President Joe Biden has called on Congress to, as millions of Americans feel the financial pinch from soaring gas prices.
Yet suspending the 18.4 cent levy on regular gas (and 24 cents for diesel) might not do much to lower prices at the pump, say energy experts, who also caution that boosting consumer demand for gas as domestic supplies remain constrained and inflation is surging could actually increase fuel costs over the longer term.
The gas tax, which hasn't been increased in nearly 30 years, today makes up just 4.4% of prices at the pump, according to the nonpartisan Congressional Research Service. That makes the tax a much smaller influence on the cost gas than other factors, notably the price of crude oil, cost of refining, marketing and retailers' markups.
"People are not going to notice 18 cents in the ups and downs of national gas prices — it just won't be enough that they can identify it," said Severin Borenstein, director of the Energy Institute at the Haas School of Business at the University of California, Berkeley. The price cut "would take a few weeks to pass through, and by the time it did oil prices would have gone up and down."
An 18-cent change in the retail price of gas corresponds to a shift in the price of oil of about $7 a barrel, Borenstein said. "It's not unusual for oil prices today to move by $7 a barrel in one day."
The average national price for a gallon of regular unleaded gas on Thursday was $4.94, according to AAA. While that is down from a record high of $5.02 on June 14, it remains well above the $3.07 average a year ago.
Savings: $13 a month
The Congressional Research Service has estimated that, if no federal gas tax had been in place in 2020, a typical U.S. family would have saved $163 over the year — or $13.58 per month.
That average is based on federal highway statistics, which show the average family owns just under two vehicles and the typical vehicle travels about 10,000 to 12,000 miles a year. Those who drive the most would save more, including drivers of larger cars, which have worse fuel mileage, and rural and suburban residents.
Over the course of the entire three-month tax waiver that Mr. Biden is proposing, that translates into a savings of $40 per family.
Results from an analysis by the University of Pennsylvania's Wharton School were even more pessimistic. According to the findings, a 10-month gas tax suspension would save a grand total of $16 to $47 per person for the entire period.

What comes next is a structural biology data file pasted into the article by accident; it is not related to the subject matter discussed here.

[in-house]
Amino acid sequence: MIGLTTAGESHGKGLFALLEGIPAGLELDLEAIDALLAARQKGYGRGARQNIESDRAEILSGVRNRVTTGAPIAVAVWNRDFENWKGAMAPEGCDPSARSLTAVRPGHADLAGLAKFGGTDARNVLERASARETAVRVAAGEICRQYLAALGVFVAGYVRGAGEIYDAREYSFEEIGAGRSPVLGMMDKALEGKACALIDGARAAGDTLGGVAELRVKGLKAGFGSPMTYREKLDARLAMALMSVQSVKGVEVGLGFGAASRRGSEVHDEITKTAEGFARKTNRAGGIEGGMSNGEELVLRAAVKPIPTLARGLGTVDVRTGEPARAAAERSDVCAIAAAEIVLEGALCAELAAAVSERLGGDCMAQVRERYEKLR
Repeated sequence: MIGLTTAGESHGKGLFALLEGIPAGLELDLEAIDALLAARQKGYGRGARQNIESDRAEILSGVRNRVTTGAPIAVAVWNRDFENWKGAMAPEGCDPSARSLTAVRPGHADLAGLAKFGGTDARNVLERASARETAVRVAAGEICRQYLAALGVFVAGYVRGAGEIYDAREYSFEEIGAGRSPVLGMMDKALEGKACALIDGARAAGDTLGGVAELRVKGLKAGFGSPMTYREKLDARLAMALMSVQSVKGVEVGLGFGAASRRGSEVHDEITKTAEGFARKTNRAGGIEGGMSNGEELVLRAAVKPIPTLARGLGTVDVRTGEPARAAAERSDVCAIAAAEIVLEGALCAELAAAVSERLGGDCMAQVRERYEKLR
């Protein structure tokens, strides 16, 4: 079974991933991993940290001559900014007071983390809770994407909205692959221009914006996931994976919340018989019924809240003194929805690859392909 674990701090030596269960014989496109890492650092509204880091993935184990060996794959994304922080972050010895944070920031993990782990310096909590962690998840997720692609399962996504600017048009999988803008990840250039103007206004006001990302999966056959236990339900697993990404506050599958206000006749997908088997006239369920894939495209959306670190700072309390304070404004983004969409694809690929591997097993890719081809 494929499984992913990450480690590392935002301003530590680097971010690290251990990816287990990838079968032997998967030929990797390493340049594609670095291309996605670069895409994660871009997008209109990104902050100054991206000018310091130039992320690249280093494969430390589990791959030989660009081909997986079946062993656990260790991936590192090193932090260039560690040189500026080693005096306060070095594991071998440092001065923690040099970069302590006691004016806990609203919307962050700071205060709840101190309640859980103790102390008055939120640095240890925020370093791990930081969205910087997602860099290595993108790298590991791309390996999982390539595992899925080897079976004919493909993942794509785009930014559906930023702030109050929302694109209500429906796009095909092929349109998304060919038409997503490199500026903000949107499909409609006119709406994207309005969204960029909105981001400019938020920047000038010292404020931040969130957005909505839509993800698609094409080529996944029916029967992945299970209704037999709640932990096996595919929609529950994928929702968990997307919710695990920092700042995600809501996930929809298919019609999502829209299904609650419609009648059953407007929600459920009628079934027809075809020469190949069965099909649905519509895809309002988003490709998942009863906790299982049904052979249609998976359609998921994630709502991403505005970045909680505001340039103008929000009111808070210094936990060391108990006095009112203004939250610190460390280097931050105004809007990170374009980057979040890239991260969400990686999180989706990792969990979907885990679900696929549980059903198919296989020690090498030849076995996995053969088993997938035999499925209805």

More broadly, a gas tax holiday also would do little to curb the mostthe U.S. has faced in 40 years. Lowering retail gas prices by the full 18.4 cents would reduce the Consumer Price Index — a government inflation gauge that tracks the cost of a basket of goods and services — 0.18 percentage points, according to Goldman Sachs. The CPI in May .
Meanwhile, these figures assume the full tax cut would get passed on to consumers. But it is fuel refiners and importers — not consumers — that have to pay the federal gas tax. And in the past, when states have cut gas taxes, producers have kept some of the savings for themselves.
Other recent research from Wharton found that when Connecticut, Georgia and Maryland suspended their state gas taxes earlier this year, motorists got between 58% and 87% of the savings. However, those "price reductions were often not sustained during the entire holiday," the research concluded.
While Mr. Biden on Wednesday called for fuel companies to pass on "every penny of this 18 cents reduction to the consumers," as a practical matter, the federal government has no mechanism to make sure that's happening.
"There's no easy way to enforce it," Zheli He, an economist at the University of Pennsylvania, told CBS MoneyWatch. "The prices are set at the gas-station level. So if you go two blocks, the prices might be different."
Four states have implementedto keep down prices this year, and other states have introduced legislation to do so. State fuel taxes are typically much larger than the federal tax, adding between 9 cents and 65 cents a gallon to the cost of gas.
Oil price swings could nix savings
Another factor that could undercut any savings for drivers from a temporary cut in the federal gas tax is the price of oil. Oil prices, which have been volatile this year, move based on traders' assessments of driving demand far into the future. And by reducing the cost of gas, a tax holiday would increase demand for gas.
Oil prices would likely respond to the announcement by moving higher, said Borenstein, of the University of California-Berkeley.
"The U.S. is a big consumer of oil, and to the extent that [a gas tax holiday] increases demand for gasoline, that would drive up the price of oil quite a bit," he said.
Surging energy costs are a major driver of inflation, as they feed into the price of everything from food to consumer goods. Economists have said that using less energy — by driving less and moving away from the internal combustion engine — is the best way to cut fuel prices long-term.
Climate advocates also point out that burning gas is environmentally damaging, arguing that cutting its price and boosting consumption is bad for the planet.
Said Borenstein: "Oil is really scarce, refining capacity is really scarce and gasoline produces a lot of pollution that people don't pay for."
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